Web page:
This article was originally published on CIO.com.
The company repositions itself as a communications and collaboration platform for the enterprise — and, in so doing, offers up some valuable lessons for IT and business leaders coping with the impact and fallout of digital transformation.
During last week’s Atlassian Summit, the company rolled out a brand new logo and look. One audience member expressed their disapproval on Twitter: “Jeez! It’s about the @Atlassian logo again. Who cares? So self absorbed.”
In this case, however, I don’t think it was a mere branding exercise. Atlassian used the roll out of its new logo to signal something much bigger: a repositioning of the company as a communication and collaboration platform for the enterprise.
Atlassian’s co-CEO, Mike Cannon-Brookes, explained that the original logo reflected their heritage as an IT support business — rooted in Jira, the company’s flagship product. According to Cannon-Brookes, the new logo more accurately symbolizes the value the company delivers to its customers and which its products embody: teamwork, collaboration, compassion and even a little fun-spirited competition.
This significant, yet subtle shift in focus was evident throughout the event. From the extensive integration of Trello — the project management tool the company acquired earlier this year — to the launch of Stride, its new team communications product, to the new Atlassian Teamwork Platform, which will underpin all current and future products, this shift was apparent. It was also evident in the proliferation of business-oriented plug-ins and add-ons in its growing marketplace. It was clear that the company aims to be much more than an IT software company.
This repositioning as a communication and collaboration platform for the enterprise represents both a tremendous opportunity and a potential risk. It opens the door to much greater enterprise penetration, but also puts the company on a possible collision course with other major technology vendors, such as ServiceNow and Salesforce, that are likewise intent on being the communications and management platform for the enterprise.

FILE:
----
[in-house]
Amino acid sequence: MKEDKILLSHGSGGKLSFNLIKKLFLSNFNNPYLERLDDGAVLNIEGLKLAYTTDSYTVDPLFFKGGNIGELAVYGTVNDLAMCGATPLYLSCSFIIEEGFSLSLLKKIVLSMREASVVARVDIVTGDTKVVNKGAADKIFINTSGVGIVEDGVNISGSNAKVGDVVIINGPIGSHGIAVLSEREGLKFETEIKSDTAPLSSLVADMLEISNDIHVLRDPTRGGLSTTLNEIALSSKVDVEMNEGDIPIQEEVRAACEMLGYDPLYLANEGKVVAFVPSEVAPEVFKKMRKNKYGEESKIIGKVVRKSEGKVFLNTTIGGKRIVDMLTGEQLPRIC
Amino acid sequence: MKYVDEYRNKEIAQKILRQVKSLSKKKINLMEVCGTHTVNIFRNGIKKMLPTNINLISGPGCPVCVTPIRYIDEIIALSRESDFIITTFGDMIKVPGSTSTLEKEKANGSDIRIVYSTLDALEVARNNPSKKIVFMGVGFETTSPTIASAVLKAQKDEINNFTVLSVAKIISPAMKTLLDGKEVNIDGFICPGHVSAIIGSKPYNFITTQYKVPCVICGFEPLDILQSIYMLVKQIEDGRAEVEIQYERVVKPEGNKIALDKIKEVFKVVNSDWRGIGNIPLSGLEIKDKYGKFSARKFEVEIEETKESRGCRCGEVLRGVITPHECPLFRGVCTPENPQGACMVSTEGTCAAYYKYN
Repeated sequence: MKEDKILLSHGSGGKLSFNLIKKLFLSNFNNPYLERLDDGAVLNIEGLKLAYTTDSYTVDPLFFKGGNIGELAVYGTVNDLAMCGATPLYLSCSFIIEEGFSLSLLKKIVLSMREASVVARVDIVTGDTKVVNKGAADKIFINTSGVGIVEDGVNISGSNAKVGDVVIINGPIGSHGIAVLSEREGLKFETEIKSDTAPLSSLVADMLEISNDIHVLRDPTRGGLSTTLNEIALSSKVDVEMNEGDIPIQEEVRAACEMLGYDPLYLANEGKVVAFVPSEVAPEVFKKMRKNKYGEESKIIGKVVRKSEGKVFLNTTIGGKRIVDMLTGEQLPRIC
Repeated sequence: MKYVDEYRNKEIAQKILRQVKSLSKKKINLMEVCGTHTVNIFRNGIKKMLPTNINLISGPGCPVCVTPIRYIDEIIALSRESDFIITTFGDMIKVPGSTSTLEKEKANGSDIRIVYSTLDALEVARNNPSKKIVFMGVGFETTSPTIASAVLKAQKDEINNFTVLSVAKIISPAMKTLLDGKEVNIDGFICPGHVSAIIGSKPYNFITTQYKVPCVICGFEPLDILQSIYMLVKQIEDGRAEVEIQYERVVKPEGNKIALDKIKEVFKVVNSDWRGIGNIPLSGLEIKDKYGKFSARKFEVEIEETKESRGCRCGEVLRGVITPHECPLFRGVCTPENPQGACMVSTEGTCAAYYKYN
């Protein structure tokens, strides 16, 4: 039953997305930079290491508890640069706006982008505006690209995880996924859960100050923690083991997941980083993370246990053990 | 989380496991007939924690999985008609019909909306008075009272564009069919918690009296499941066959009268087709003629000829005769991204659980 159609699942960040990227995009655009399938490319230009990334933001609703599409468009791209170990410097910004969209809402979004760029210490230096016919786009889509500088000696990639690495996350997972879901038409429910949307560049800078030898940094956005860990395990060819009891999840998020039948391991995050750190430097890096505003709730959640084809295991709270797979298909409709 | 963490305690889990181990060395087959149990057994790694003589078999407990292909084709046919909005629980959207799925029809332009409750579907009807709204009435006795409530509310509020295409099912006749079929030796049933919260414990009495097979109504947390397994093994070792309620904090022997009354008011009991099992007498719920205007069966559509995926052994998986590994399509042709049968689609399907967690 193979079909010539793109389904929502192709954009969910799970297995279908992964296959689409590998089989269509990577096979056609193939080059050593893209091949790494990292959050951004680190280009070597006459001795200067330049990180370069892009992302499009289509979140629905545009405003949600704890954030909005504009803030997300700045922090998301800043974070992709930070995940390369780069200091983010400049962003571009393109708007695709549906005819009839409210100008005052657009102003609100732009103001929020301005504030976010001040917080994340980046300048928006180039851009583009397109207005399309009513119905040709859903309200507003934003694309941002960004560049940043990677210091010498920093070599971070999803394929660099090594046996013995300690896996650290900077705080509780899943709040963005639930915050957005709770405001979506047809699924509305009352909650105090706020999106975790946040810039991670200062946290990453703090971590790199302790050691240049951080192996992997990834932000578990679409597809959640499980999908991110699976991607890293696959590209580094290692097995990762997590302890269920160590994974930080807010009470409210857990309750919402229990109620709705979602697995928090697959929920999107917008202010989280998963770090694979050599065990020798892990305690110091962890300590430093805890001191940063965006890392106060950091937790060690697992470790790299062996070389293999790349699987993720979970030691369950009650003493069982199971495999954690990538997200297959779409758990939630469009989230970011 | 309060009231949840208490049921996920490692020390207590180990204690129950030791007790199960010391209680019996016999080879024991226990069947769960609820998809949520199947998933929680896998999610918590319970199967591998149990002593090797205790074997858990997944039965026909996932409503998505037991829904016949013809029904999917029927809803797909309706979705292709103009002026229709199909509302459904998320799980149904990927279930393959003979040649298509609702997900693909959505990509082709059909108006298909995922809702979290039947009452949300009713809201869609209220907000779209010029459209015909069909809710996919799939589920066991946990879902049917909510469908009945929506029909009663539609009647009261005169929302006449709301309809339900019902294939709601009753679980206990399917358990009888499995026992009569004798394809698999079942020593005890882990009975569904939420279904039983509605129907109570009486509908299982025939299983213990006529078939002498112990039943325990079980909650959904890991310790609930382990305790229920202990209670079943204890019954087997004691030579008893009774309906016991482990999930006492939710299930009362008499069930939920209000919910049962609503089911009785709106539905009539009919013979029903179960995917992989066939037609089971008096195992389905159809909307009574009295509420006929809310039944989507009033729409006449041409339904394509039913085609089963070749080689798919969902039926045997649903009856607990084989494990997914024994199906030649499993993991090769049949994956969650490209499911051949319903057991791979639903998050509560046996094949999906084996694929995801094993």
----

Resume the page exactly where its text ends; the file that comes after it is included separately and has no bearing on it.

Beyond what this means for Atlassian, however, this repositioning also has some valuable lessons for IT and business leaders coping with the impact and fallout of digital transformation.
Connecting teams to build the connected enterprise
At the center of this shift is the idea that connecting teams is the key to building great products.
Dave Rizzo, vice president of product development for Compuware — a software company focused on “mainstreaming the mainframe,” and an Atlassian customer — explained that they not only use Atlassian products internally, but that they promote them to their customers to encourage collaboration and greater interdependence of teams.
“When everyone is using the exact same tool to do the exact same things, it helps foster conversations,” Rizzo said. “Collaborating with Atlassian’s Confluence tool creates a totally agnostic environment to talk, discuss ideas and focus.”
That certainly applies to IT, but it applies throughout the enterprise as well, and it seems logical that Atlassian would begin to move into this broader posture.
Jens Schumacher, head of Atlassian’s Software Teams business, explained that they are seeing use cases of organizations using the company’s products to connect teams outside of IT. They see non-development, and non-support teams, such as business analysts, designers, marketing and enterprise architects using their products both as part of the development process and independently.